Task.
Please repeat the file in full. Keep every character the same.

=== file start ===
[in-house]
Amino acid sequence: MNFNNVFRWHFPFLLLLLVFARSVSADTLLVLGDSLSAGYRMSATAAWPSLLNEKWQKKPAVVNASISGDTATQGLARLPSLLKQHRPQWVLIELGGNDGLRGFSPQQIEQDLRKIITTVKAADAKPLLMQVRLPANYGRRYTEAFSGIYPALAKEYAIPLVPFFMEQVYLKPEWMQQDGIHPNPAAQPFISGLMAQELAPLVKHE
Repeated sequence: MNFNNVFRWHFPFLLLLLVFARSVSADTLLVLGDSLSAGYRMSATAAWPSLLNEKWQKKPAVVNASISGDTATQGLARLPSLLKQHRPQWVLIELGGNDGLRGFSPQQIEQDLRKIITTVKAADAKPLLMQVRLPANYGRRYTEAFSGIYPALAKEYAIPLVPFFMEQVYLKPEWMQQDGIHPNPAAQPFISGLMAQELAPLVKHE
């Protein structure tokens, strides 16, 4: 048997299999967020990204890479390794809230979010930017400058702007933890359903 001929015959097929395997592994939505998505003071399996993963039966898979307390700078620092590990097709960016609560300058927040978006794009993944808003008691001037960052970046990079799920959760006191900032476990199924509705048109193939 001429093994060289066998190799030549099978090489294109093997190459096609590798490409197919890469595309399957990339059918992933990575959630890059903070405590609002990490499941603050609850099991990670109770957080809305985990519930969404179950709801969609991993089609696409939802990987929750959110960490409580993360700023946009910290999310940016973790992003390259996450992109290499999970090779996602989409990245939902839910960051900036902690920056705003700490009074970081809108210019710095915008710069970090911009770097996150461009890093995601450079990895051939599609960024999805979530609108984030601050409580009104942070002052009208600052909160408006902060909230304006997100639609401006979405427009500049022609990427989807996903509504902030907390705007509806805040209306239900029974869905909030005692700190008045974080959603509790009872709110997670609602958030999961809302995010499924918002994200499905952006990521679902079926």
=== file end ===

[in-house]
Amino acid sequence: MNFNNVFRWHFPFLLLLLVFARSVSADTLLVLGDSLSAGYRMSATAAWPSLLNEKWQKKPAVVNASISGDTATQGLARLPSLLKQHRPQWVLIELGGNDGLRGFSPQQIEQDLRKIITTVKAADAKPLLMQVRLPANYGRRYTEAFSGIYPALAKEYAIPLVPFFMEQVYLKPEWMQQDGIHPNPAAQPFISGLMAQELAPLVKHE
Repeated sequence: MNFNNVFRWHFPFLLLLLVFARSVSADTLLVLGDSLSAGYRMSATAAWPSLLNEKWQKKPAVVNASISGDTATQGLARLPSLLKQHRPQWVLIELGGNDGLRGFSPQQIEQDLRKIITTVKAADAKPLLMQVRLPANYGRRYTEAFSGIYPALAKEYAIPLVPFFMEQVYLKPEWMQQDGIHPNPAAQPFISGLMAQELAPLVKHE
């Protein structure tokens, strides 16, 4: 048997299999967020990204890479390794809230979010930017400058702007933890359903 001929015959097929395997592994939505998505003071399996993963039966898979307390700078620092590990097709960016609560300058927040978006794009993944808003008691001037960052970046990079799920959760006191900032476990199924509705048109193939 001429093994060289066998190799030549099978090489294109093997190459096609590798490409197919890469595309399957990339059918992933990575959630890059903070405590609002990490499941603050609850099991990670109770957080809305985990519930969404179950709801969609991993089609696409939802990987929750959110960490409580993360700023946009910290999310940016973790992003390259996450992109290499999970090779996602989409990245939902839910960051900036902690920056705003700490009074970081809108210019710095915008710069970090911009770097996150461009890093995601450079990895051939599609960024999805979530609108984030601050409580009104942070002052009208600052909160408006902060909230304006997100639609401006979405427009500049022609990427989807996903509504902030907390705007509806805040209306239900029974869905909030005692700190008045974080959603509790009872709110997670609602958030999961809302995010499924918002994200499905952006990521679902079926």